You will be taught by academic staff and Graduate Teaching Assistants. You can view indicative details for the teacher responsible for each course in the relevant course guide.

You will be allocated an academic mentor who will guide and assist your learning. They keep a record of progress and monitor your attendance. You are advised to meet your academic mentor at least once a term. There are many opportunities to extend your learning outside the classroom and complement your academic studies at LSE. LSE LIFE is the School’s centre for academic, personal and professional development. Some of the services on offer include: guidance and hands-on practice of the key skills you will need to do well at LSE: effective reading, academic writing and critical thinking; workshops related to how to adapt to new or difficult situations, including development of skills for leadership, study/work/life balance and preparing for the world of work; and advice and practice on working in study groups and on cross-cultural communication and teamwork.

LSE is committed to enabling all students to achieve their full potential and the School’s Disability and Wellbeing Service provides a free, confidential service to all LSE students and is a first point of contact for all disabled students.

Your timetable

The lecture and seminar timetable is published in mid-August and the full academic timetable (lectures/seminars and undergraduate classes) is published by mid-September and is accessible via the LSE Timetables webpages.

Undergraduate student personal timetables are published in LSE for You (LFY). For personal timetables to appear, students must be registered at LSE, have successfully signed up for courses in LFY and ensured that their course selection does not contain unauthorised clashes.

Every effort is made to minimise changes after publication, once personal timetables have been published any changes are notified via email.

The standard teaching day runs from 09:00-18:00; Monday to Friday. Teaching for undergraduate students will not usually be scheduled after 12:00 on Wednesdays to allow for sports, volunteering and other extra-curricular events. 

Assessment

All taught courses are required to include formative coursework which is unassessed. It is designed to help prepare you for summative assessment which counts towards the course mark and to the degree award. LSE uses a range of formative assessment, such as essays, problem sets, case studies, reports, quizzes, mock exams and many others. The summative assessment for our courses are examinations at the end of the year. The exception to this is your Long Essay (Dissertation). Additionally, some courses include an assessed coursework component. Please note that assessment on individual courses can change year to year. An indication of the current formative coursework and summative assessment for each course can be found in the relevant course guide.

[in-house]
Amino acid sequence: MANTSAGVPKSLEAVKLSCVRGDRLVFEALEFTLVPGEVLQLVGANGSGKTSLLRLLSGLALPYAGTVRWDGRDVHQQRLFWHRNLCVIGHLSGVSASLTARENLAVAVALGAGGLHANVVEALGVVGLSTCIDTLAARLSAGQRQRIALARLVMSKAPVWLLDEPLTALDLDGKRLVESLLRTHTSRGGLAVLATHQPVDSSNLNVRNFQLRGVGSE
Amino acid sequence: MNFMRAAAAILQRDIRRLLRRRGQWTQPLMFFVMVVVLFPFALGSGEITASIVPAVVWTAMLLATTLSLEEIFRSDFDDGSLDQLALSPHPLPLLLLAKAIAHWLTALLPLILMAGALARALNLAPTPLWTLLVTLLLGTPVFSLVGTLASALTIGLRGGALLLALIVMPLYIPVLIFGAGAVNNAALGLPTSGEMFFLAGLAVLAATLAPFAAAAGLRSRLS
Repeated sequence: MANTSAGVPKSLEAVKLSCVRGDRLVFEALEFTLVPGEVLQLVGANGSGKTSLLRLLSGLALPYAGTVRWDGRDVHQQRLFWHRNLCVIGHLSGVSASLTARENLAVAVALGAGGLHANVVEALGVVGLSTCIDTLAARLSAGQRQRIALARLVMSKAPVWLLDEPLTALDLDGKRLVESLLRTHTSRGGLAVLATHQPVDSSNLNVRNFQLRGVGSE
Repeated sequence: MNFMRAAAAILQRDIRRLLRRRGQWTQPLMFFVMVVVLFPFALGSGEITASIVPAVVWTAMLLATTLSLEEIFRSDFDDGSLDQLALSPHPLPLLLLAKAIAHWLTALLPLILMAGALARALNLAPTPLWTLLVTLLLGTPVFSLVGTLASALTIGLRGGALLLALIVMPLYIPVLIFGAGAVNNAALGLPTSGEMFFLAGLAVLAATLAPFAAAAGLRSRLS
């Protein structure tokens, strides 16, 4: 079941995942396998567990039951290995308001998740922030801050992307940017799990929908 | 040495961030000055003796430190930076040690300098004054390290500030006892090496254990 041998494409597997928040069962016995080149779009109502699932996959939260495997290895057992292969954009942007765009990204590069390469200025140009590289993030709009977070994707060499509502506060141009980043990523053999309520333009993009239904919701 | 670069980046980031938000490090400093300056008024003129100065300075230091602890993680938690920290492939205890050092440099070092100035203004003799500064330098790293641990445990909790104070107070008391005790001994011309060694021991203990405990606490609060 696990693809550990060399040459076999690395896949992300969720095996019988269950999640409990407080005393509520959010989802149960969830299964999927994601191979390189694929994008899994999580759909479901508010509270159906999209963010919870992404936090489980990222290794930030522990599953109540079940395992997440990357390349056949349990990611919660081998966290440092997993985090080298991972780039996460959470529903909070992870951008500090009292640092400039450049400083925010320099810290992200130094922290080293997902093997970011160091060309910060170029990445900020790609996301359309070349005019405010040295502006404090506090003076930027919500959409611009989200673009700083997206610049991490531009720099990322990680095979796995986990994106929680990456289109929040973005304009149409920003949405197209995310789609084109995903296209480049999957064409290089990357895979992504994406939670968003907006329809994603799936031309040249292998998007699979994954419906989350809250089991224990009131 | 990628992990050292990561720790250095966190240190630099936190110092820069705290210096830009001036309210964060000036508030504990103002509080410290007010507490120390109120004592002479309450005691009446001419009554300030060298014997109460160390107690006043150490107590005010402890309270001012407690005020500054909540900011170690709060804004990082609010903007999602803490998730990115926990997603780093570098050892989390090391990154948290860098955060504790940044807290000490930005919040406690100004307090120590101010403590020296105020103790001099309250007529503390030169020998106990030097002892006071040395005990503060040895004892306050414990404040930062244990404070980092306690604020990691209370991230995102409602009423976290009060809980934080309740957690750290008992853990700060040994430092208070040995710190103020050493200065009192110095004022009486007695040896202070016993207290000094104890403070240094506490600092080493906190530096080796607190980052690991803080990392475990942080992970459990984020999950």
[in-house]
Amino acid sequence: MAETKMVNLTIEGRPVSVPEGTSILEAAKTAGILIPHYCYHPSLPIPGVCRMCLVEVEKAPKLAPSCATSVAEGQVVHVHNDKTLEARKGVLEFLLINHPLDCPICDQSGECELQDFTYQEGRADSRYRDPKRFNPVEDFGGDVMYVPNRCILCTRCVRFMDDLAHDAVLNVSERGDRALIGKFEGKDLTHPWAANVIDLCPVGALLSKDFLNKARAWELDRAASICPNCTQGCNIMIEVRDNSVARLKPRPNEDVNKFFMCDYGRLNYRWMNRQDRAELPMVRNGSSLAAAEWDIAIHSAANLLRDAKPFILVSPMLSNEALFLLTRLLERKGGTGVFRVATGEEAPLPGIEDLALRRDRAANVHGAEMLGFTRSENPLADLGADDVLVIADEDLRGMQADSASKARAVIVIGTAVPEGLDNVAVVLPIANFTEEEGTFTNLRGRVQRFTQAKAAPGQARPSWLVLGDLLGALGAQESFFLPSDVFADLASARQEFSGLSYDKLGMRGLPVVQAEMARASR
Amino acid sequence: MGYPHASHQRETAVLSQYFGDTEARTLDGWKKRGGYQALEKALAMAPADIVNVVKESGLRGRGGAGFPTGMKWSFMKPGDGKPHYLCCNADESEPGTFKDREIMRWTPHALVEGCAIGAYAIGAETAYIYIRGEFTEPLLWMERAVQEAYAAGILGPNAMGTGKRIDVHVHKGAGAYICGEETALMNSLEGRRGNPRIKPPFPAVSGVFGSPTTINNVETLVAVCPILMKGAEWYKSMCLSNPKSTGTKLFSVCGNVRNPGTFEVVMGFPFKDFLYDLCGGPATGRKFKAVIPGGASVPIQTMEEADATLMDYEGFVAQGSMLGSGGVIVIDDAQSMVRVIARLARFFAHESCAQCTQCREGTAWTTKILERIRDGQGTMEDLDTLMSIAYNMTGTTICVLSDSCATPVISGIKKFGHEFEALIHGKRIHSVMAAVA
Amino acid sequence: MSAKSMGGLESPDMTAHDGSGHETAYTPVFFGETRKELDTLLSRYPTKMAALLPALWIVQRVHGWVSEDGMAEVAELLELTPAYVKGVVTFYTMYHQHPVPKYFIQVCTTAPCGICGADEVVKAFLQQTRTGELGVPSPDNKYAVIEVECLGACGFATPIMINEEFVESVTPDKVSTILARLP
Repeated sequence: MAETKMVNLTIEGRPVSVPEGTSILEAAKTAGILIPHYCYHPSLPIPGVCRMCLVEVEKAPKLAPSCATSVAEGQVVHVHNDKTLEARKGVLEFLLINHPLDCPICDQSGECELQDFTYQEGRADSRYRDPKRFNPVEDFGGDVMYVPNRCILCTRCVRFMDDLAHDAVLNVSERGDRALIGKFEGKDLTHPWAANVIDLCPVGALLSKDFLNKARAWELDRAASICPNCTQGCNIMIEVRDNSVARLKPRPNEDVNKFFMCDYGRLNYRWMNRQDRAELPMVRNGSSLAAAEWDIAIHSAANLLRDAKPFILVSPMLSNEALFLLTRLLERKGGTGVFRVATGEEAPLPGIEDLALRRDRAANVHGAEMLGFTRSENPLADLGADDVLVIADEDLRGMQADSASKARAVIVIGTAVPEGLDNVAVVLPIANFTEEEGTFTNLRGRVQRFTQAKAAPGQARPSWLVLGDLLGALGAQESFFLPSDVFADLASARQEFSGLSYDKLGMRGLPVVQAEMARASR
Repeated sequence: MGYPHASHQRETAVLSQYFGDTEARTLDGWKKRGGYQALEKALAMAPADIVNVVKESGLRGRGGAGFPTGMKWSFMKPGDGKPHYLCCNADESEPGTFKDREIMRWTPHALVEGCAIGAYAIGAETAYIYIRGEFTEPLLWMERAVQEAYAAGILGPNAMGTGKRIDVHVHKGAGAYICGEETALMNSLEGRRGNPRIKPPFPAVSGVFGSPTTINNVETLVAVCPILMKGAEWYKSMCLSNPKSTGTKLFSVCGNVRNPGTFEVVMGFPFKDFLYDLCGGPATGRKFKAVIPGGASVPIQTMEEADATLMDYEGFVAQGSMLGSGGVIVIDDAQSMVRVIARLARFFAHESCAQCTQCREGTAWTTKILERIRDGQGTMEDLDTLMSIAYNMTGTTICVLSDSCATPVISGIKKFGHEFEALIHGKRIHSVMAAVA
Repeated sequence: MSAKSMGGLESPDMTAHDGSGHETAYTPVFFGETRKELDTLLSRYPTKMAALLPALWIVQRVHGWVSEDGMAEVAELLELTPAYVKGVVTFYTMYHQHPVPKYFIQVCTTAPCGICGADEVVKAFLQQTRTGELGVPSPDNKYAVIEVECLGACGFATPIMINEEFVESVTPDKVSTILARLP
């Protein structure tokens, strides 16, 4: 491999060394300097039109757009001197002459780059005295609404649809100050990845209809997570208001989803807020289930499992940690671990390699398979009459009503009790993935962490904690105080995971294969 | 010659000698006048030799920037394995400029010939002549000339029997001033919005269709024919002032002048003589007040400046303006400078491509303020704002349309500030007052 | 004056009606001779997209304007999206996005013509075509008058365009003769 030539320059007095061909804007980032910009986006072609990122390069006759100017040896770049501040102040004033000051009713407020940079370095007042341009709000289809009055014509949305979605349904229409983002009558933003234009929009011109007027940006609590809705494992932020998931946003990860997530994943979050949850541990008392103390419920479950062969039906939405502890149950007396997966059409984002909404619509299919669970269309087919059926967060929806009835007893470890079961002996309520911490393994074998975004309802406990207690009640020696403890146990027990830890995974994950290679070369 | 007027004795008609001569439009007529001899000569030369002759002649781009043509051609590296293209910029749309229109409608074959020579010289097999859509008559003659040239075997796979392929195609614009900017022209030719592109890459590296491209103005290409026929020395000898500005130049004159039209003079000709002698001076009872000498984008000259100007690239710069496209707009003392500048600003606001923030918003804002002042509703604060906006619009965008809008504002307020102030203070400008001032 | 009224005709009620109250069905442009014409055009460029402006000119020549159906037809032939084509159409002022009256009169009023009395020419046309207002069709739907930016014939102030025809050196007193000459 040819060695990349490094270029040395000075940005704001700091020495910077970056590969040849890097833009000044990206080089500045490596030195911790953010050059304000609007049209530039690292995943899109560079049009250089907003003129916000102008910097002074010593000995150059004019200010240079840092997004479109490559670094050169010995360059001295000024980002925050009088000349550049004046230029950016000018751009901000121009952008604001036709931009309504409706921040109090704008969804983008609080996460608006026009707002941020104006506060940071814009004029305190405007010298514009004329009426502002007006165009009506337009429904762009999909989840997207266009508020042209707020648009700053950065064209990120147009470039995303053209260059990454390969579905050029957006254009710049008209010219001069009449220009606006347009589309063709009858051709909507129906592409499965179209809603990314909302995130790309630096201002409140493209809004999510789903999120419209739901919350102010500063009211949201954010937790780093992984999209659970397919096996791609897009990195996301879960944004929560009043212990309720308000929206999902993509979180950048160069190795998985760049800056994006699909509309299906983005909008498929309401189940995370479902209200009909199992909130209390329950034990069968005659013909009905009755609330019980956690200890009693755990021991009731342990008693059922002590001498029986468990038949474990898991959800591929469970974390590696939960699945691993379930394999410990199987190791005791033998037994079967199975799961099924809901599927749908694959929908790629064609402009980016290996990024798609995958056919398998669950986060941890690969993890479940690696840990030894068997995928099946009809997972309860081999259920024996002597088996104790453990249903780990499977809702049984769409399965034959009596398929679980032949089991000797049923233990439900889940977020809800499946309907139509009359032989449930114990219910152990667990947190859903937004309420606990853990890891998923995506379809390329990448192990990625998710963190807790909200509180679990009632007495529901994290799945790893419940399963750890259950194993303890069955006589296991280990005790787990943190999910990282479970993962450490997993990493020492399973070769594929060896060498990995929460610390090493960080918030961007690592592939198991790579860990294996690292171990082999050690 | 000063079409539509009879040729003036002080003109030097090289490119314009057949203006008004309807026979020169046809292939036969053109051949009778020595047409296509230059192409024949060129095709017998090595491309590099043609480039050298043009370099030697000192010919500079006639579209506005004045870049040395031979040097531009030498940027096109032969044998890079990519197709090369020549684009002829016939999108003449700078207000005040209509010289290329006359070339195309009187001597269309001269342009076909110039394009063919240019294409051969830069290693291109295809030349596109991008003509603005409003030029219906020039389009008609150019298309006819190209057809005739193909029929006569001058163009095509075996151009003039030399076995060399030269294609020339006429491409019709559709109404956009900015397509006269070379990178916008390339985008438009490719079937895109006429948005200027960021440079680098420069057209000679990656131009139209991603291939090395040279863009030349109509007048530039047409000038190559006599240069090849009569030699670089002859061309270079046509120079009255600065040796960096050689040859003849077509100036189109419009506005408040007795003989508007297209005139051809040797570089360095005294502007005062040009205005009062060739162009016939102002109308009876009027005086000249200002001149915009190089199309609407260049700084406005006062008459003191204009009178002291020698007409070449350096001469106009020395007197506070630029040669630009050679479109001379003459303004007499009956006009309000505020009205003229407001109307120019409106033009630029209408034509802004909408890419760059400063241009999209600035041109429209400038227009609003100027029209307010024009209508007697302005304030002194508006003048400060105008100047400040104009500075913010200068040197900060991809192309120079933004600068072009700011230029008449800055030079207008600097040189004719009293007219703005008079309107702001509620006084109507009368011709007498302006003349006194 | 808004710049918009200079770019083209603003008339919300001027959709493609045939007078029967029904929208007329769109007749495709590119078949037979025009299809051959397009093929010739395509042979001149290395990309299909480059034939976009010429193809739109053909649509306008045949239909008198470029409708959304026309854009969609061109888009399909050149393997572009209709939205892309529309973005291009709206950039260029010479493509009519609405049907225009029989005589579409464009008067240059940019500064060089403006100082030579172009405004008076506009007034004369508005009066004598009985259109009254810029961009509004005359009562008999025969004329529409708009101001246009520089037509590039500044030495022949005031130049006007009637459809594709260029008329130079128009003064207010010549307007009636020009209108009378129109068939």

Feedback on coursework is an essential part of the teaching and learning experience at the School. Class teachers must mark formative coursework and return it with feedback to you normally within two weeks of submission (when the work is submitted on time). You will also receive feedback in the form of written comments on the essays that you write. You will also receive feedback on any summative coursework you are required to submit as part of the assessment for individual courses (except on the final version of submitted dissertations). You will normally receive this feedback before the examination period. You will also receive feedback in the form of written comments on the essays that you write. 

Find out more about LSE’s teaching and assessment methods

Preliminary reading

If you wish to gain further insight into social policy and sociology, you may be interested in some of the Department’s podcasts.

You may also like to look at one or more of the following books: 

T Newburn Criminology: A Very Short Introduction (Oxford University Press, 2018)

T Newburn Criminology (3rd edition, Routledge, 2017)

A Liebling, S Maruna and L McAra (eds) Oxford Handbook of Criminology (6th edition, Oxford University Press, 2017)